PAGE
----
The writers may not have been aware that these would be the final episodes of the series, but they are turning out to be a reasonable (if temporary) end to ongoing plot threads. First there was the apparent resolution of Michael's arc, and then the culmination of McKay's relationship with Keller. Now it's a return to Keller's "Wraith cure" and Todd's relationship with Team Atlantis, which was left ambiguous at best after the mid-season two-part epic.
Apparently, despite his misgivings earlier in the season regarding the genetic therapy and its potential side effects, Todd decided to proceed with the experiments without Dr. Keller to help ensure its success. Things went wrong, to say the least. The result was an episode that wasn't quite what I was expecting from the initial setup.
The writers already went for a "Resident Evil"-esque episode earlier in the season, so another "zombie" installment felt like overkill. After the first act or so, I was resigned to the notion that the team would spend most of its time bemoaning the apparent failure of the gene therapy and fighting off zombie-Wraith. I've mentioned before that the zombie genre is more fun in theory than actuality for me, so I wasn't thrilled.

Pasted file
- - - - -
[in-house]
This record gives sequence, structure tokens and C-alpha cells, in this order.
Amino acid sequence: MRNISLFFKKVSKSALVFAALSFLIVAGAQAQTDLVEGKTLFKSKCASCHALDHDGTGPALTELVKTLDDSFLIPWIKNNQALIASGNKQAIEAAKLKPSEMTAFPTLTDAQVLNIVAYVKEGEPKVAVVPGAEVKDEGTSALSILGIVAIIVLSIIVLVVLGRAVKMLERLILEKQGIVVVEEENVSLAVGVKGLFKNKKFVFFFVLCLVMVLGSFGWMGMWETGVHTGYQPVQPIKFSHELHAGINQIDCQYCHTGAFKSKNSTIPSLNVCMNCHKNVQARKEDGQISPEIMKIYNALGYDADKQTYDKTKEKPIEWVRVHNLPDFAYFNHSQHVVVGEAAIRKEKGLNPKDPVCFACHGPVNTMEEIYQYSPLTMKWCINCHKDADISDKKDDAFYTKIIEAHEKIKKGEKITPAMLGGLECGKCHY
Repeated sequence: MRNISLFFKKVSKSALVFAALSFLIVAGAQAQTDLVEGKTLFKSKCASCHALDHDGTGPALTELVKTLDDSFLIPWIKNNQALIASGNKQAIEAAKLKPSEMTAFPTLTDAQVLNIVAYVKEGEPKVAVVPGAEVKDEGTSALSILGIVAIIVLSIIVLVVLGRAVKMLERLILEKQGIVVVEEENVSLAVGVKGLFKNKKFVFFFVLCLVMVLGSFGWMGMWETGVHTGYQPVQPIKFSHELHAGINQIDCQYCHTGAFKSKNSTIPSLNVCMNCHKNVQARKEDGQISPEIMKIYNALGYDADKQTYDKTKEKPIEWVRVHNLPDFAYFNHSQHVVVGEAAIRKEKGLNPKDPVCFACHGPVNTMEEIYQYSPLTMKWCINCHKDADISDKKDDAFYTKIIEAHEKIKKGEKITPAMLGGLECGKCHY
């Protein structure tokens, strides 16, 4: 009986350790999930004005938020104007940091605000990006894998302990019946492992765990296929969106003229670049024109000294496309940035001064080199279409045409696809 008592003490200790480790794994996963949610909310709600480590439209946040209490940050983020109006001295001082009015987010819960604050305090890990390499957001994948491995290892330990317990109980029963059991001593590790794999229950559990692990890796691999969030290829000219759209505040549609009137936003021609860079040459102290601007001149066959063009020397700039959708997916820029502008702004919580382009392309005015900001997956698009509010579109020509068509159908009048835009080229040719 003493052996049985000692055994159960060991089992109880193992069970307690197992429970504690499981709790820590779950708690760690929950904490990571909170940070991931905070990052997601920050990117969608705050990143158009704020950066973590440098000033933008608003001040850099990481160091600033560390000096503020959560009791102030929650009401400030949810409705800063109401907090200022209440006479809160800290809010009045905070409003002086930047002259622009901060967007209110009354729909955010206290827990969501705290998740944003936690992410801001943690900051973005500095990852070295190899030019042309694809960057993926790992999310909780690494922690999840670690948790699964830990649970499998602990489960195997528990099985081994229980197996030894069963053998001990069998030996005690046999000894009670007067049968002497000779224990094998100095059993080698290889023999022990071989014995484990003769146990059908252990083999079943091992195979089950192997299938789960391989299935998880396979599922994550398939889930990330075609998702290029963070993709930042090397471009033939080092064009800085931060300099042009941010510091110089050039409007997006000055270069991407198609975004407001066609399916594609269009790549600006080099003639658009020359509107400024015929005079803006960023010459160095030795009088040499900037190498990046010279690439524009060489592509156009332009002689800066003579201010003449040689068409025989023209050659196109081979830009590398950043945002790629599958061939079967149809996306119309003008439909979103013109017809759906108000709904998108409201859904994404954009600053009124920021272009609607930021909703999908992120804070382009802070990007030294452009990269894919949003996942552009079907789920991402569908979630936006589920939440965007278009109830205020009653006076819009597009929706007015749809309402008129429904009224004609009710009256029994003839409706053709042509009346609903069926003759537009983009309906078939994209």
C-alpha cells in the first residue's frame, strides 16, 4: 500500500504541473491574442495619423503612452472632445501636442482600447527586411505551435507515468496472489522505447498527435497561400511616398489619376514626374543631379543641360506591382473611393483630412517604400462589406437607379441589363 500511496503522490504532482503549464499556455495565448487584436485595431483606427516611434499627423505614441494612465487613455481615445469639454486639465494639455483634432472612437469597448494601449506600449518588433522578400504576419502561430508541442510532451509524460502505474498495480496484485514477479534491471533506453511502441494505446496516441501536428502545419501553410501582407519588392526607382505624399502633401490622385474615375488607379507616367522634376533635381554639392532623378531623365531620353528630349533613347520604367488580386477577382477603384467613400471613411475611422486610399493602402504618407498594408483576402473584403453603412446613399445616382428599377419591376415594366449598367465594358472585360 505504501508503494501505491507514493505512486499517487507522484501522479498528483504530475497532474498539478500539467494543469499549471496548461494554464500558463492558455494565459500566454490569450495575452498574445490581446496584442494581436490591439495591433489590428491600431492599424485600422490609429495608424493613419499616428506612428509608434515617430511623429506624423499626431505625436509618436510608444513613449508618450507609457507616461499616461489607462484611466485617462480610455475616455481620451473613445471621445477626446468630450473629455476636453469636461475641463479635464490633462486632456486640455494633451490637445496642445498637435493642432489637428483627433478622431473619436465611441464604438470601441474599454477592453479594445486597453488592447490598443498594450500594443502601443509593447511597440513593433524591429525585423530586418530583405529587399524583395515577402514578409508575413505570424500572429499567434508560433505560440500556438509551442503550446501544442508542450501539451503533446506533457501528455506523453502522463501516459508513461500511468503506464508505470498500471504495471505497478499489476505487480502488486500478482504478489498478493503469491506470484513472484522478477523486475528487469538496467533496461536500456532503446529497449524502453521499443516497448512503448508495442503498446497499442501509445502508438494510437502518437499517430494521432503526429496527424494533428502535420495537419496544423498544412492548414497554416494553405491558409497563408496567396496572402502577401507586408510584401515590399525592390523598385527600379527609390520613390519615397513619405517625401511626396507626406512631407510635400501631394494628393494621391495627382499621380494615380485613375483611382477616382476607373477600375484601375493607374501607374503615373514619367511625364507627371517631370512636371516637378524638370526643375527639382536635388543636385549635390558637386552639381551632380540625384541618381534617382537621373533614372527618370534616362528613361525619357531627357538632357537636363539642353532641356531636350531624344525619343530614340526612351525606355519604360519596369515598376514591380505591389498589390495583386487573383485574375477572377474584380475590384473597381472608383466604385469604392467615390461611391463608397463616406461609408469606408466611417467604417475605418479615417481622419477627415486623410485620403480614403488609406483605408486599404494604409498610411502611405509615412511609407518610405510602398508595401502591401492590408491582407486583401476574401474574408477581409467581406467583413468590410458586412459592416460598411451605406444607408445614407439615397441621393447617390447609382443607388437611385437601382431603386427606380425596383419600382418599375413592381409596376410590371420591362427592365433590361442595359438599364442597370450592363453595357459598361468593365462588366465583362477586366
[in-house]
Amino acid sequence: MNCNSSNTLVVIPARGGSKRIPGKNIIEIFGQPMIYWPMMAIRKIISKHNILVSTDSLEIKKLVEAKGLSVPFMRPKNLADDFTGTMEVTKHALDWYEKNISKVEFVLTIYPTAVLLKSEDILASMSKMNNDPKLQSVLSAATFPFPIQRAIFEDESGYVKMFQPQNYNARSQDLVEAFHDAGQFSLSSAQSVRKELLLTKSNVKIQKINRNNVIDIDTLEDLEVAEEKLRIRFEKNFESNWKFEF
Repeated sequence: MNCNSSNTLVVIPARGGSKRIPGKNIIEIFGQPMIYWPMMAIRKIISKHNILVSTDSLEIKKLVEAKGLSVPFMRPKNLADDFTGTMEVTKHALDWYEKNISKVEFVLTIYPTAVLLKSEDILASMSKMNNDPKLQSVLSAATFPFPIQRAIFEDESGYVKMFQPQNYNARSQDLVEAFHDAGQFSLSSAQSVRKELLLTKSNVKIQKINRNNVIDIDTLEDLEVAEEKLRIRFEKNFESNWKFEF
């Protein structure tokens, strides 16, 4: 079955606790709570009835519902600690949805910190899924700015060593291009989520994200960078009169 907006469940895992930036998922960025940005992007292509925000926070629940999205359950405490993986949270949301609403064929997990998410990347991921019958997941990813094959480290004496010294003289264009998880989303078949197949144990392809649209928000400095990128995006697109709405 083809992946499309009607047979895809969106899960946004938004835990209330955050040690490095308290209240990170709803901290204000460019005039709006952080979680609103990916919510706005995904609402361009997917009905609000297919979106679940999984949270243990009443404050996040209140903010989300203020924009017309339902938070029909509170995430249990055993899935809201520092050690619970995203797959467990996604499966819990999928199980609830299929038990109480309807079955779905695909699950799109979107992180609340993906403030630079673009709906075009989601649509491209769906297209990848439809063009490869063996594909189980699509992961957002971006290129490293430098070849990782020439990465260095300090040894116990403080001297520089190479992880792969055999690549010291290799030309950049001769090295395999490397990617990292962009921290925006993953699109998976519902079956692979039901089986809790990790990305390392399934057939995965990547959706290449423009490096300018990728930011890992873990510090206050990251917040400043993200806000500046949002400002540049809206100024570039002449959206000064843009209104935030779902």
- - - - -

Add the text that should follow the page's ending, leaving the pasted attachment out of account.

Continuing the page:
By the end of the episode, however, it was more about Todd, his reaction to the loss of his people and his vessel, and his future. His conversations with Keller were enlightening, and it's interesting to consider what might have happened if Sheppard hadn't put Todd on the defensive. Not that Sheppard was wrong in confronting Todd about his past choices, but they certainly didn't need the additional conflict at the time!
Although it wasn't my favorite kind of storyline, I must give credit to the writers for making an effort to give Todd and his related plot threads a proper rest. I'm sure (or I can hope) all of that will come back in one of the telefilms next year.